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Weaving a story

Michael Pinchbeck talks about weaving several narratives together to make his piece, The Beginning, for the Edinburgh Showcase

The piece I’m bringing up to Edinburgh is called The Beginning and it’s part of a trilogy. Two years ago I took up a show called The End, and this year I’m also going to the Forest Fringe with a show called The Middle. The trilogy combines a contemporary approach to Shakespeare with personal history and autobiography. It’s about theatre, really.

Pinchbeck 1

The Beginning is about what compels us to perform, what makes us walk on stage in the first place. It also brings together memories of what it’s like to do that for the first time. The two other performers in the piece and I were all in A Midsummer Night’s Dream as the first performance we ever did. So we take the storyline and the stage directions from AMND and we deconstruct it and we wrap it around how it felt to be performing for the first time. At the same time, we’re bringing in another story, a love story, that of Serge Gainsbourg and Jane Birkin. We use his music in the show to really draw out the themes of love. It relates to amateur dramatics, too. I fell into theatre through amateur dramatics, and the word “amateur” comes from the Latin “to love” – and the idea of performing for the love of it. That again goes back to AMND because in that there are a group of amateurs putting on a play.

The Beginning is about what compels us to perform, what makes us walk on stage in the first place

Bottom is a weaver by trade and we’re trying to weave these stories together. The first part I played in AMND was Bottom. So in a way I’m re-visiting the personal relationship to theatre, through the lens of these other texts. The show you’ll see now is also a weave of these narratives. With any weave, you have to make sure there aren’t any loose threads. On the back of the tapestry, there are loads of threads going everywhere, but what we’re trying to do is to make sure that the front of the tapestry shows the audience what we want them to see. I keep thinking, maybe if we threaded that over there, or tightened up that knot it’ll be a little clearer. My PhD is on dramaturgy and the role of the dramaturg. I’m really interested in this idea that dramaturgy is the weave of the performance. It’s a case of refining and taking away, to see what’s the least I can do to make this clear.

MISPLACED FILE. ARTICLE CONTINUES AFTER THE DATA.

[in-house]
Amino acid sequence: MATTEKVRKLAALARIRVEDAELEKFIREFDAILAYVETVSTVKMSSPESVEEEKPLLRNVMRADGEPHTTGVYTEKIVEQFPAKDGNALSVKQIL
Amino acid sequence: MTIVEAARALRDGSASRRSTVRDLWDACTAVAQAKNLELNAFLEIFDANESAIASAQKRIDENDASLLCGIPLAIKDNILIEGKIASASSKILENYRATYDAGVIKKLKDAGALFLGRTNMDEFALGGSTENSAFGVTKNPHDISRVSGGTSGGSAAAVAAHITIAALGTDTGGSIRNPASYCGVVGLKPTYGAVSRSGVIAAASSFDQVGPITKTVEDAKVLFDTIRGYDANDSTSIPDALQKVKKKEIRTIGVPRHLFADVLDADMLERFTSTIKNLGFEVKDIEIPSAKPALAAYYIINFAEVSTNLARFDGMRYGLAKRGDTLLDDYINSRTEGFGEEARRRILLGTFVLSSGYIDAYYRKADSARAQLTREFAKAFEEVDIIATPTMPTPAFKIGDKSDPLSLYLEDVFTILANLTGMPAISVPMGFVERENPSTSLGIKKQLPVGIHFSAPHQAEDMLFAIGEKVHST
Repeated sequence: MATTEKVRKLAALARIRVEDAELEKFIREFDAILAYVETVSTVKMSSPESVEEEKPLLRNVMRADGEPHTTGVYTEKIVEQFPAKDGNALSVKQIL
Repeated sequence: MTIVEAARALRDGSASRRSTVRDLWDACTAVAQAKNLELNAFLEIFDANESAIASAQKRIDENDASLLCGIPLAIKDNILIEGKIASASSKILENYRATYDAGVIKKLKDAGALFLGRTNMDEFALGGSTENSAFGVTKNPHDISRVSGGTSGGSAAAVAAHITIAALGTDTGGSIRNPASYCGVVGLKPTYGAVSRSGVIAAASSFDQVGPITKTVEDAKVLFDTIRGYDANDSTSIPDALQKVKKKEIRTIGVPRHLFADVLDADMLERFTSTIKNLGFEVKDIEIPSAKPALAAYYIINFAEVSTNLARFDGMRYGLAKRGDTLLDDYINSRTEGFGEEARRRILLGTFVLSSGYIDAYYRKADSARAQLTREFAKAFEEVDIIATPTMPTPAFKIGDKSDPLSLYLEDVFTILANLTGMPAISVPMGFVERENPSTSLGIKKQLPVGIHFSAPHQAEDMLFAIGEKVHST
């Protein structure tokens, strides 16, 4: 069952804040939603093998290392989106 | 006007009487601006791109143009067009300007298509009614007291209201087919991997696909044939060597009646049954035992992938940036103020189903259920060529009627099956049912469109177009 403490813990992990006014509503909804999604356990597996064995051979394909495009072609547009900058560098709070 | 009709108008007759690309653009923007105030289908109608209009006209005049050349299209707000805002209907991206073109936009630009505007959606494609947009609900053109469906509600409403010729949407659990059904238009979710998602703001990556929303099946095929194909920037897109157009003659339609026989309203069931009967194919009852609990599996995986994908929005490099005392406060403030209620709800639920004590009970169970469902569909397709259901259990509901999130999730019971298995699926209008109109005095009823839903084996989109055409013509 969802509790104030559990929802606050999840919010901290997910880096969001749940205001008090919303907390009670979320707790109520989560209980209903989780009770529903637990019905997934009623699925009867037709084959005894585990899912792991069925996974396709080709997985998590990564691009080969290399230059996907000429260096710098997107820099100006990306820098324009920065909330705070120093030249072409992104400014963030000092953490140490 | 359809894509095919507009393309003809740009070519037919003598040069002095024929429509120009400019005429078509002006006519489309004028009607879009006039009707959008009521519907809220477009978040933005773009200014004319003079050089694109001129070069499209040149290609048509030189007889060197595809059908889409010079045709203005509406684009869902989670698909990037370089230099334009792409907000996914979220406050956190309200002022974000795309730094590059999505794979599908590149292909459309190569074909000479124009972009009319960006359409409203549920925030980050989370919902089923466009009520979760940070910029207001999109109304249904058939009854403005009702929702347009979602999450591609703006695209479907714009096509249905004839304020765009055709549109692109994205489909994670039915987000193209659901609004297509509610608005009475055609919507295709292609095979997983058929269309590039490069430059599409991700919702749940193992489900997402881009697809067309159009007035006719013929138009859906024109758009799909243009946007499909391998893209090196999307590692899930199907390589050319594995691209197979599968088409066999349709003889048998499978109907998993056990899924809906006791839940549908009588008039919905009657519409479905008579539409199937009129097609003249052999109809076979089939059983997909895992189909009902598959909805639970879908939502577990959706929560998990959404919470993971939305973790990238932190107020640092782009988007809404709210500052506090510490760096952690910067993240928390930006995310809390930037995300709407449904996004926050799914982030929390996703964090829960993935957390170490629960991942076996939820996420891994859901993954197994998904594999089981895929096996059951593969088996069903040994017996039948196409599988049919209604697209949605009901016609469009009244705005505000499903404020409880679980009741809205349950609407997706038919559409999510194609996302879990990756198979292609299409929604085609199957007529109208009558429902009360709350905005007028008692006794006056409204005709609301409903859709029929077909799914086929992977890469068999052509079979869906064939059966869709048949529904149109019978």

It’s also an exploration of what happens when you’re faced with an empty page as a writer or an empty stage as a performer. It looks at how we perform text. The voiceover in the trailer really encapsulates how I feel about the piece. It’s about how it feels to perform onstage for the first time and how you feel when you’re performing. The Beginning is really about the relationship between the performers and the audience.

The Showcase puts us in a place to reach audiences that we wouldn’t normally reach

Being part of the Showcase is a huge stamp of approval and a wonderful opportunity – it’s my third showcase in a row. Each time has been an exciting time in my career and it’s led to exciting opportunities. Last time, two years ago, led to taking the work to Brussels, Cologne, Dresden and Berlin… I’m aware of the impact that it can have. I’m also excited about the potential for this show to reach a different kind of audience, perhaps in French-speaking countries. We speak French in the show, we use the music of Serge Gainsbourg, there’s something in the aesthetic that I think would appeal to those audiences. The Showcase puts us in a place to reach audiences that we wouldn’t normally reach, alongside some other really exciting artists.

After Edinburgh, it’s back to Bolero [you can read about Bolero in Michael’s blog here]. I’m actually going to Sarajevo again before Edinburgh, to work with artists there. The British Council has been very supportive. The plan is to premiere it in Nottingham next year and then tour it in Sarajevo and possibly the wider area. The exciting thing about doing Bolero at the moment is that next year is 30 years since Torvill and Dean performed to Bolero, and it’s the centenary of the First World War, which was triggered by an assassination in Sarajevo. So you’ve got these two anniversaries resonating in that place, and that’s where we’ll be showing it. It’s a very timely commemoration of those events.

Interview with Eleanor Turney originally published on the British Council blog:

British Council Showcase



The Programme

Pinchbeck is such an interesting theatre-maker
The Guardian

The Performance Trailer

The Prologue

It’s a rich display of aesthetics
Exeunt Magazine